The Things That Shaped Our Year: Louise Woodward

From the death of Diana to the birth of Dolly, and from the rise of Bridget Jones to the fall of the Spice Girls - our writers choose the 10 people and events which made 1997 so special
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The Independent Culture
For A while it looked as if the Special Relationship was hanging by a thread. Not since the Boston Tea Party had sentiment in Britain been so hostile towards the cousins across the Atlantic. And again, two centuries on, Boston was the scene of the drama. The stage was a courtroom where on 30 October a jury found Louise Woodward, a 19-year-old British au pair, guilty of murdering an eight-month-old American infant, Matthew Eappen. Under Massachusetts law the judge had no choice but to impose a life sentence, commutable only after a minimum of 15 years in jail.

The young girl's piercing cry when the verdict came in struck the British people to the quick. Emotionally raw, in mourning still over the death of Diana, they were not ready for a second calamity so soon. Or maybe they were. Maybe, having grieved so long, they needed to vent some rage. For rage Britain did. What kind of people are these Americans, who we thought we knew so well? What were they thinking of? How could they have reached such a judgement on evidence so thin? Wasn't it obvious that she was just a nice, regular Middle England lass who didn't possess an ounce of ill-will in her body? Had the jury been asleep during her testimony? What class of barbarians were these?

There had been only one Diana. Suddenly there was only one Louise. No need for the headline writers to mention her surname. She was more than a person now. She had become a cause. For the British people, rallying around as if it were the Falklands War all over again, an injury to one became an injury to all. For was it not as clear as day that she had been the victim of a monstrous injustice?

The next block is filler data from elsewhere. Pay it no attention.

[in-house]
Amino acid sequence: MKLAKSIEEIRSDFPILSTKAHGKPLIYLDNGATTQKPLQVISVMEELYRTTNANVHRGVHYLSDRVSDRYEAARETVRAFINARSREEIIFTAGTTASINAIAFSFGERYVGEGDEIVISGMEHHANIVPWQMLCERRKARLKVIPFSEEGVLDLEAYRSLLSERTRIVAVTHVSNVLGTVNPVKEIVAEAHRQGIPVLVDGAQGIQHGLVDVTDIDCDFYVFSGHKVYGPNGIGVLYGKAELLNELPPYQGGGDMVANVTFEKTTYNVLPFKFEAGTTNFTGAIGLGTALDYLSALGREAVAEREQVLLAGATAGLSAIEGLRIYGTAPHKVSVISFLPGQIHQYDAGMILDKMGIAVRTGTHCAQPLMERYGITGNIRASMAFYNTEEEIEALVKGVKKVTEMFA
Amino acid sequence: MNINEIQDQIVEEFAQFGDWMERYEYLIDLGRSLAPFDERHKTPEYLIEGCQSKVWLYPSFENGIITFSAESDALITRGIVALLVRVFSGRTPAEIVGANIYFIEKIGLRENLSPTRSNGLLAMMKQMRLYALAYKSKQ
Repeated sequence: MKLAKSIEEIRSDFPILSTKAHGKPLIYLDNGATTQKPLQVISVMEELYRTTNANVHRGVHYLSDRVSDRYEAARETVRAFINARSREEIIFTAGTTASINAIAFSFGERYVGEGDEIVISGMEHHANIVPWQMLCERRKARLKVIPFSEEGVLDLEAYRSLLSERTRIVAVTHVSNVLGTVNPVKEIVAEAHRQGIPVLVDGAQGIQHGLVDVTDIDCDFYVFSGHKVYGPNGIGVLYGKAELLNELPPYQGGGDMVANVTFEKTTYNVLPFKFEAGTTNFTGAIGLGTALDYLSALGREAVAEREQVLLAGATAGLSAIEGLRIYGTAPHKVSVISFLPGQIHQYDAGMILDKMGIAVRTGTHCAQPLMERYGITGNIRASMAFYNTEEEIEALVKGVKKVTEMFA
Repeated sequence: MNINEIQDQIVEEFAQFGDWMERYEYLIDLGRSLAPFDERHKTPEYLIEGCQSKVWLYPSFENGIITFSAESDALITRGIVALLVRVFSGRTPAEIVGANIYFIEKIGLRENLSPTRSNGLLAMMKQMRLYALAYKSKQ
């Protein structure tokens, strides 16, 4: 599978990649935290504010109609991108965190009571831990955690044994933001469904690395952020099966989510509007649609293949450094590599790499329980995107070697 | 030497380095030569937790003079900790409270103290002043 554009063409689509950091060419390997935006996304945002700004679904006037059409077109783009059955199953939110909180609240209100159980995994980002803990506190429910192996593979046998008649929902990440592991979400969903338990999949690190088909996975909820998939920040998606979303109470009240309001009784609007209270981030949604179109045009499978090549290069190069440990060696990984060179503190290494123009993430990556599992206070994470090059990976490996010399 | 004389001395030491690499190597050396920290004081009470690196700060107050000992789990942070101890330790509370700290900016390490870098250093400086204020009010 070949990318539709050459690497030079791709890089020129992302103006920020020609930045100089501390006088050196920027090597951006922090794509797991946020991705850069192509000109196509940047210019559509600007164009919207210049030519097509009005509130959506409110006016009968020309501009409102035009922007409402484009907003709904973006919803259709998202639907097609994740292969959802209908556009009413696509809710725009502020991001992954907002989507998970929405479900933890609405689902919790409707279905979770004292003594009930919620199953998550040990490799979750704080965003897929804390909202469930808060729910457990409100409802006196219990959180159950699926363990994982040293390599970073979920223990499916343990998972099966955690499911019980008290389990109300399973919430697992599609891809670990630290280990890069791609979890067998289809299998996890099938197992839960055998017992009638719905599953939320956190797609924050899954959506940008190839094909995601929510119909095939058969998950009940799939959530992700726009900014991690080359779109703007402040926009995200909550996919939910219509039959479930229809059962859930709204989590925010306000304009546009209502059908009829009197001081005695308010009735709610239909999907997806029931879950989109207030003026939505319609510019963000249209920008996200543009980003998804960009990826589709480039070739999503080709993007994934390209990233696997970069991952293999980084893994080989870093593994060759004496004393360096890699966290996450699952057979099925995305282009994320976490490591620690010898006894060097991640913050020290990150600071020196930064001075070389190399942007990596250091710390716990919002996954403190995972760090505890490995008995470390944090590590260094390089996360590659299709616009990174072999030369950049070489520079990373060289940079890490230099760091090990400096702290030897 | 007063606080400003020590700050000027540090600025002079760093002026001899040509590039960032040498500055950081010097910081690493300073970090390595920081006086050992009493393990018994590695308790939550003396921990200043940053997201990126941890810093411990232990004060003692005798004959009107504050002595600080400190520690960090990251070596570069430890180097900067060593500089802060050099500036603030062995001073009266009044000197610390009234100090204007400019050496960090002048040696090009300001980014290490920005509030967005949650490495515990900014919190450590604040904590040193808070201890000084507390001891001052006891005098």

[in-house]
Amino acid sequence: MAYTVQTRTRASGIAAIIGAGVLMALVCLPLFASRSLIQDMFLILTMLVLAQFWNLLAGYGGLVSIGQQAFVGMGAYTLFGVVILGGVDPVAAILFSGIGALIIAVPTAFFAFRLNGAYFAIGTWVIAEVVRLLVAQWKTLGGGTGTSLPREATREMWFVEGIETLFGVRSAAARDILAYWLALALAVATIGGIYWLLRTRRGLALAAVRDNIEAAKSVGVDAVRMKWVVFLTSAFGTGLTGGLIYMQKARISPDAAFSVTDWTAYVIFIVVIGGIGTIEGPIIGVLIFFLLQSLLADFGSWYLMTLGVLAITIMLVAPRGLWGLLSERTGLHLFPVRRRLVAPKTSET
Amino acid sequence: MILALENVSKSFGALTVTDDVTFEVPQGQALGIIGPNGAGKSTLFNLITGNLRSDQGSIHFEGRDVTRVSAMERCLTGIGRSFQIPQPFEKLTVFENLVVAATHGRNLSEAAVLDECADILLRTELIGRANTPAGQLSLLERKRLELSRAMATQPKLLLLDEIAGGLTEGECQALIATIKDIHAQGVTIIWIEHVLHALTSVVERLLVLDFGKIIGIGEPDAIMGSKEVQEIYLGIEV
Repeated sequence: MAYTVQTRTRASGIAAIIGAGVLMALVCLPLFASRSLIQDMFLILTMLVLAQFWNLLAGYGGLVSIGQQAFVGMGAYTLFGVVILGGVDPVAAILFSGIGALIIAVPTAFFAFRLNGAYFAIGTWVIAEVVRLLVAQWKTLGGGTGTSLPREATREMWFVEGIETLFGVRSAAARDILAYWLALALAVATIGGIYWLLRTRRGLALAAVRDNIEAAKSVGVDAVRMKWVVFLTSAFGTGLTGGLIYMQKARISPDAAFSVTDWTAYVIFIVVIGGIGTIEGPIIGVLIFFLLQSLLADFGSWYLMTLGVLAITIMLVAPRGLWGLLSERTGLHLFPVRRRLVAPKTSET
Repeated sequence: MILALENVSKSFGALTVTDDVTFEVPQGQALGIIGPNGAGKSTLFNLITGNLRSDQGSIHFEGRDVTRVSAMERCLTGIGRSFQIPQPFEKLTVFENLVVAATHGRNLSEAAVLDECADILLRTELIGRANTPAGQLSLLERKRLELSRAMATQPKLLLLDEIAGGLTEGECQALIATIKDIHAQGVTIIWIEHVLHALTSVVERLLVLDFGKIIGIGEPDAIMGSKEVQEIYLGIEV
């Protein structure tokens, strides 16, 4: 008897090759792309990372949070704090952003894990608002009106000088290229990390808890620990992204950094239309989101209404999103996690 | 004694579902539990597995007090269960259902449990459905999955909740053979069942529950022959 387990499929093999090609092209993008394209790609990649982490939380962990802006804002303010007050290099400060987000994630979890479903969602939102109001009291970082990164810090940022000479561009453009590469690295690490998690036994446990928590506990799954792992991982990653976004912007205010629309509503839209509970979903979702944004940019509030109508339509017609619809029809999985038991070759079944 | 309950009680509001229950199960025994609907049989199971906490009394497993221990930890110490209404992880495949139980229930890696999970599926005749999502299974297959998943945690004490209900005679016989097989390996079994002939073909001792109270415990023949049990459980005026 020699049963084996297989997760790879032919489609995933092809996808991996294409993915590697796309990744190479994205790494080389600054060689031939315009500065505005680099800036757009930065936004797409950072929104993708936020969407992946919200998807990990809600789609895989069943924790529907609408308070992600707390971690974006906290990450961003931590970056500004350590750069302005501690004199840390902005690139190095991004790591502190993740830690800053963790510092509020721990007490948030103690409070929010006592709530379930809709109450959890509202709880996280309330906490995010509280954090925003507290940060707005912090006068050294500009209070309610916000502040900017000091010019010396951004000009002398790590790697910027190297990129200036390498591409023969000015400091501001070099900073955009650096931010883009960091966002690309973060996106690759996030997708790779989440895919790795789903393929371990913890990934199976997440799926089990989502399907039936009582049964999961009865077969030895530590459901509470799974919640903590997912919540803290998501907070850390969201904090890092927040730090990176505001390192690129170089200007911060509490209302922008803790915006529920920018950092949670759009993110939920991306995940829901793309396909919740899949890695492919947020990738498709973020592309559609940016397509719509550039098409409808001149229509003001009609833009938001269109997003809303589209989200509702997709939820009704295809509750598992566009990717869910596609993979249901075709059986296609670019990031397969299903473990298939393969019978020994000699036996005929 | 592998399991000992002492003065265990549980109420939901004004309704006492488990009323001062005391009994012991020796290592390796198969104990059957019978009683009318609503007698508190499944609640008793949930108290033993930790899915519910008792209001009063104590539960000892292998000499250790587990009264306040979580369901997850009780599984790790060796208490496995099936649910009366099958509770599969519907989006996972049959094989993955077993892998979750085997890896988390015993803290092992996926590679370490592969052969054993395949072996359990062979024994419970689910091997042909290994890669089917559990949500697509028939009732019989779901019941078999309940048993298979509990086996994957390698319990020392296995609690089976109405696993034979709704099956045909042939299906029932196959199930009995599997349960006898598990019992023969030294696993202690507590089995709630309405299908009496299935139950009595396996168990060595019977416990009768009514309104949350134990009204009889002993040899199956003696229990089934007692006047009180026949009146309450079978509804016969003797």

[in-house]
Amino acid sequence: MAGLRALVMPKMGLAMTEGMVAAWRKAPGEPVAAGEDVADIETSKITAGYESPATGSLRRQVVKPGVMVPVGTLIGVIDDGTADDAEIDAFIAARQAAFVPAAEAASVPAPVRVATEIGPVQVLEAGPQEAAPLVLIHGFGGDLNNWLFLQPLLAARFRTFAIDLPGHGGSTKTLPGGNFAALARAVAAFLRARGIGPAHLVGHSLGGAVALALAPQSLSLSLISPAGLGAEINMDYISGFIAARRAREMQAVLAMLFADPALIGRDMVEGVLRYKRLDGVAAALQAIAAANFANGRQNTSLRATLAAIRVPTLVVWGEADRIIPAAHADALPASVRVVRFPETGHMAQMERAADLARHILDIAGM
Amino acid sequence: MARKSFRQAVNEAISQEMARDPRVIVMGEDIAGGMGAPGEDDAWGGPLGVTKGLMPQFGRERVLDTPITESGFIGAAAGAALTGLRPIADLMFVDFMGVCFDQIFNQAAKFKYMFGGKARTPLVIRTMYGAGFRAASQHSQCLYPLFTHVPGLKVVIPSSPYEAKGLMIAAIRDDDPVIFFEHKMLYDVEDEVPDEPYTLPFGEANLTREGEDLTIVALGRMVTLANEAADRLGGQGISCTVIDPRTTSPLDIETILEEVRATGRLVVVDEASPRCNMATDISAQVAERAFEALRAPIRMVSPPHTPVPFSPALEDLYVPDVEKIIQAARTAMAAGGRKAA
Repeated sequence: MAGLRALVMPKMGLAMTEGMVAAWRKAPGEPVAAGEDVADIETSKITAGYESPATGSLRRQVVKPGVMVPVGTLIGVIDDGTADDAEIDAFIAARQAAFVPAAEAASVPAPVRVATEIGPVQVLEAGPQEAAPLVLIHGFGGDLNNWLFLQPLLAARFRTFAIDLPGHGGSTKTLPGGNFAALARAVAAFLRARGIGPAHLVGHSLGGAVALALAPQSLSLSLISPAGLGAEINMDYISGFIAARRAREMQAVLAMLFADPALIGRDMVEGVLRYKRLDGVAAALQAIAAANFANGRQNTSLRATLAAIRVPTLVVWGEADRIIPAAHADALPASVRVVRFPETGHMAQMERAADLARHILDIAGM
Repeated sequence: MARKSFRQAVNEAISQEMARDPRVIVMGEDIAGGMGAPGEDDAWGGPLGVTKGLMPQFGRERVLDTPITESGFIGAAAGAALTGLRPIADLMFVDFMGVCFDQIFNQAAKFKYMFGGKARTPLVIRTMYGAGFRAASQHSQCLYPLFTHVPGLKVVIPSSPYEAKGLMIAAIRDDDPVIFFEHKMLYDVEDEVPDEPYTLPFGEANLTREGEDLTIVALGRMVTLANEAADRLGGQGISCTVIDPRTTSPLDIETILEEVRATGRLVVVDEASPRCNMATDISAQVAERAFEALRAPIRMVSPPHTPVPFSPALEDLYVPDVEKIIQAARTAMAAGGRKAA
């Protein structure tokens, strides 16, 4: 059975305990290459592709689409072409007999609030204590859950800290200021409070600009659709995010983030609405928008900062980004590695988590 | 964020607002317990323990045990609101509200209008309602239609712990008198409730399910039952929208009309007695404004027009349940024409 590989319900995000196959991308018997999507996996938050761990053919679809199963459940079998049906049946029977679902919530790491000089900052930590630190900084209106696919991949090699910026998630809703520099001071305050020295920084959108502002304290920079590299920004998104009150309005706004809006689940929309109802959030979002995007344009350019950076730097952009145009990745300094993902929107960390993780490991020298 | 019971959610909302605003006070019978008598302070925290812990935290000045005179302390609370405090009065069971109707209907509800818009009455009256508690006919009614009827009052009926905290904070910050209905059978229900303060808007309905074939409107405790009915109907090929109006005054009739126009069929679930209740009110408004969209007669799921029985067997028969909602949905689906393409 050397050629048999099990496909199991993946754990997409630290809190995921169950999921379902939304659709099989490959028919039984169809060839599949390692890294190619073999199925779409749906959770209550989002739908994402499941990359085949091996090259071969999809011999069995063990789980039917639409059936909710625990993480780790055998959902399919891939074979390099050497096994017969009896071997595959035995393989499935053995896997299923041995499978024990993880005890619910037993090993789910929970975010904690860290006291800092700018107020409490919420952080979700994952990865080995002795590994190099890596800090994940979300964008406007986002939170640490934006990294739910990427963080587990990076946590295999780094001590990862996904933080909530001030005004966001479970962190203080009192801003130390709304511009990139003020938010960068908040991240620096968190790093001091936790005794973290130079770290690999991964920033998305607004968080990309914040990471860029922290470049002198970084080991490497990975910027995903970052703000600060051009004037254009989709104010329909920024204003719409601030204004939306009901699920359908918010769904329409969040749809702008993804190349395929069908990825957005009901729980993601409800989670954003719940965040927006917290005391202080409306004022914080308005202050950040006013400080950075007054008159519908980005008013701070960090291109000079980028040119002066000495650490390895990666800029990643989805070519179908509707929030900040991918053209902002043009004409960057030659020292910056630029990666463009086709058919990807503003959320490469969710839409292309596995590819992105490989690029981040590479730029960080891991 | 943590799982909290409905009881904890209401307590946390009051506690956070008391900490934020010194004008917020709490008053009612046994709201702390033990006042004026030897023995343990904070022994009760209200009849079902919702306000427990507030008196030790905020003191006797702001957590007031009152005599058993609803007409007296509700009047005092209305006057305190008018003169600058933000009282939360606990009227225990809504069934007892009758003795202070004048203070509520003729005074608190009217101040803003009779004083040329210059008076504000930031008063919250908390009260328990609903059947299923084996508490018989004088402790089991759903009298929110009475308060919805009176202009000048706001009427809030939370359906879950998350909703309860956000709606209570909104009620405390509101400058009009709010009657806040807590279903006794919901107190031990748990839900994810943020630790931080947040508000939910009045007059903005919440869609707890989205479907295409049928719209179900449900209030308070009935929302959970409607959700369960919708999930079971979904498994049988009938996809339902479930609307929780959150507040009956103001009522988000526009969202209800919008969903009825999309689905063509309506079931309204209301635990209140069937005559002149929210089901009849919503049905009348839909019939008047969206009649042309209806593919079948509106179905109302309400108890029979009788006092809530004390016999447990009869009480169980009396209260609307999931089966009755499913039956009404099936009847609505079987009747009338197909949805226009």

Maybe, in retrospect, it was not as clear as all that. Whether the prosecution mounted a convincing case might be open to serious question but the fact remains that something bad and violent did happen to little Matty and the only adult in the house at the time was Louise. As for the national impulse not only blindly to defend Louise but then to demonise the dead infant's parents, that does seem now like a descent into something approaching madness, however mawkishly theatrical their performances in court might have been.

From the point of view of just about everyone except the Eappen family, the soap opera had a happy ending. After 10 days of agonising suspense, Judge Hiller Zobel, an Oxford-educated Anglophile, announced that he was reducing the conviction from murder to manslaughter. Judge Zobel, while finding that Louise was indeed to blame for the infant's death, declared that 279 days in jail amounted to punishment enough, thereby at a stroke healing the rift in transatlantic relations and delighting Louise's vast army of supporters both in Britain and the United States.

The appeals - by the prosecution against the judge's decision and by the defence against the manslaughter conviction - are still pending, and last week it looked unlikely that Louise would be spending this Christmas at home. But she should be home by next Christmas to celebrate a happy family occasion - the fun of which little Matty, lest we forget, never had an opportunity consciously to enjoy.

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